·
Registered
Joined
·
4,765 Posts
Are those really wired in series?

My old c-car had something called an “aux” battery that ran lights, contactors and dash stuff.

It was separate from the traction batteries
So, six 6V batteries in series to drive the motor, and one separate battery for the other stuff. Interesting. :) A voltage converter would be obvious and more convenient, but that wouldn't have been so practical a couple of decades ago.

The auxiliary battery configuration would make a lot of sense to explain the seven batteries, but then the nominal system voltage for the drive system would be 36 volts. It's possible that the 42 volt rating of the controller is not the nominal voltage, but instead is the maximum voltage (since a set 18 lead-acid cells, such as a six-by-6V series set, put out about 42 volts when fully charged).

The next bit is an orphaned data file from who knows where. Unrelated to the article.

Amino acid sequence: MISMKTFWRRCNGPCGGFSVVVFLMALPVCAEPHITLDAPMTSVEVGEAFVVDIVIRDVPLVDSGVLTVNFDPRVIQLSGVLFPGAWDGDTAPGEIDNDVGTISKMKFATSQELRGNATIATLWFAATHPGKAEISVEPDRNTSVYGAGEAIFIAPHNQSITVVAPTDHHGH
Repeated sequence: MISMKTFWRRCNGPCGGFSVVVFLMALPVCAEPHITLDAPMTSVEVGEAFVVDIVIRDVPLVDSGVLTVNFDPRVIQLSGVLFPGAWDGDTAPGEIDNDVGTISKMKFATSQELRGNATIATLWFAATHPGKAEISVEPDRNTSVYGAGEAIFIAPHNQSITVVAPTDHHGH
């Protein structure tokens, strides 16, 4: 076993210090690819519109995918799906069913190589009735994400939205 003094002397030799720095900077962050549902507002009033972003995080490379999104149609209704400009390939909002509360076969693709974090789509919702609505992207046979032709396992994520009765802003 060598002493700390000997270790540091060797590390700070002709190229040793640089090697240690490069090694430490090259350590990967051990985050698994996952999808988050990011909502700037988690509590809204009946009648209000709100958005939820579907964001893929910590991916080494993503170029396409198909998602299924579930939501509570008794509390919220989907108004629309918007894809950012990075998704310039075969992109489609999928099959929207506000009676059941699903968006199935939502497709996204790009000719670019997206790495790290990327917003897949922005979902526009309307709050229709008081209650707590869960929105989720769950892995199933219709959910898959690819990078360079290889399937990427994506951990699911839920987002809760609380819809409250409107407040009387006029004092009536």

In that case, there is no need for the traction batteries (the six 6V set or their replacements) to match the single auxiliary battery, since they're not used in series with each other. The six 6V batteries could be replaced by three 12V batteries, but for the same capacity each of the 12V batteries would be twice as big as one of the 6V batteries, so the total weight of batteries would be just as high. The big 12V batteries would also likely be more expensive.

I think it's time to trace the battery cables and determine how those batteries are actually wired.
 

·
Registered
Joined
·
738 Posts
The original OP idea is a complete non-starter.

All the batts in a bank should be the same model, ideally all the same production run, matching voltage, ideally matched internal resistance.

Mixing different voltages would result in an early death for all members.
 

·
Registered
Joined
·
5 Posts
Discussion Starter #8